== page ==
A Meta-Analysis of Environmentally Sustainable Supply Chain Management Practices and Firm Performance
Golicic, Susan L., Smith, Carlo D., Journal of Supply Chain Management
Sustainability is playing an increasingly significant role in planning and management within organizations and across supply chains (Kleindorfer, Singhal & Van Wassenhove, 2005; Linton, Klassen & Jayaraman, 2007; Srivastava, 2007). In its broadest conceptualization, sustainability has been defined as meeting the needs of the present without compromising the ability of future generations to meet their own needs (UN Documents, 1987). (1) In management research, it has been incorporated within the context of corporate social responsibility (CSR) and commonly assessed through a range of social, cultural, legal, political, economic and natural environmental dimensions (Wood, 2010).
Research and practitioner interest in sustainability emerged in part due to concern for the potential impact that regulatory compliance and stakeholder pressure may have on planning and management decisions and resulting corporate financial performance (CFP) (Vachon & Klassen, 2009; Porter & van der Linde, 1995). Responses to such pressures have been posited as an impediment to performance on the one hand, while alternative propositions suggest that the adaptation may spur innovation, enhance operations and offer sources of competitive opportunity (Porter & van der Linde, 1995). In an effort to bring clarity to the CSR-CFP relationship, a plethora of studies have been conducted over the past four decades (Wood, 2010). Mixed positive, negative and nonsignificant outcomes, however, have only added to a debate concerned with theoretical support for the sustainability-performance relationship and the value of continued study (Griffin & Mahon, 1997; Orlitzky, Schmidt & Reynes, 2003; Wood, 2010; Wood & Jones, 1995).
Efforts to reconcile prior results have included narrative reviews as well as effect-based analyses as a means to aggregate and interpret the relationship between CSR and UP (Frooman, 1997; Orlitzky, 2001; Orlitzky & Benjamin, 2001; Orlitzky et at., 2003). Meta-analysis has been used to consolidate factors and assess a general CSR to CFP link. The same studies have attempted to gain further insights into the relationship by refining their analyses based on different types of corporate social performance, by considering how the constructs are operationalized and by distinguishing among research methods and the temporal sequence of the CSR--CFP relationship (Frooman, 1997; Margolis, Elfenbein & Walsh, 2009; Orlitzky et al., 2003). While the outcomes of these meta-studies have generally found a positive association between CSR and CFP, individual studies were also criticized as offering few theoretical explanations to support the proposed relationship (Wood 2010). Wood argued that the inconsistent results may be attributed to stakeholder mismatching, citing a lack of evidence in studies connecting those (stakeholders) who establish expectations relevant to the measure of CSR, those who experience the effects of corporate behaviors and those who are evaluating performance. In their review of research in CSR, Wood and Jones (1995) note CSR "... displays a serious mismatch of variables which are mixed and correlated almost indiscriminately with a set of stakeholder-related performance variables that are not theoretically linked" (p. 231).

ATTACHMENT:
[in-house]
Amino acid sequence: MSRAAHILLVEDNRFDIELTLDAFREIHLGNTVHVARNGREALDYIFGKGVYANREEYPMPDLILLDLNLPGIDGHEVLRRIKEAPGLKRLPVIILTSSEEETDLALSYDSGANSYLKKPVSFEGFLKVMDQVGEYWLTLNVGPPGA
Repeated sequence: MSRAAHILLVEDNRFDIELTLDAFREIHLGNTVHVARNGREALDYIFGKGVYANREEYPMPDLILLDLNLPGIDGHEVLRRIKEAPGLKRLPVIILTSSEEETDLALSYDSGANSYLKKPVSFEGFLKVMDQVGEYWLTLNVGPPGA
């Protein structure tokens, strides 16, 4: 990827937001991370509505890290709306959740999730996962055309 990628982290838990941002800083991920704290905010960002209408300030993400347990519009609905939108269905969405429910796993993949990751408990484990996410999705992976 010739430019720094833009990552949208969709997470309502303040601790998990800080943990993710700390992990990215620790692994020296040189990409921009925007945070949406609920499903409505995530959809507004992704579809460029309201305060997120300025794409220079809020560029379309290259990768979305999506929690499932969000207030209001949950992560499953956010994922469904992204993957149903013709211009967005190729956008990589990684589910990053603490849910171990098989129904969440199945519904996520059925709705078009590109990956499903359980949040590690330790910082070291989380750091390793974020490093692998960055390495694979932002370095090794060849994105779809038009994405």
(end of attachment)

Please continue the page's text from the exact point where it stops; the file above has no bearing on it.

While the landscape of research addressing the relationship between sustainability and firm performance has addressed multiple CSR dimensions, interest in the environmental dimension of sustainability has become more prominent in operations and supply chain management research as firms understand the impacts supply chains may have on the natural environment as well as society (Carter & Rogers, 2008; Srivastava, 2007; Vachon & Klassen, 2008; Wu & Page11, 2011). A number of recent articles document a growing body of research adopting a broader systems approach, thus connecting stakeholders, toward environmental supply chain management. …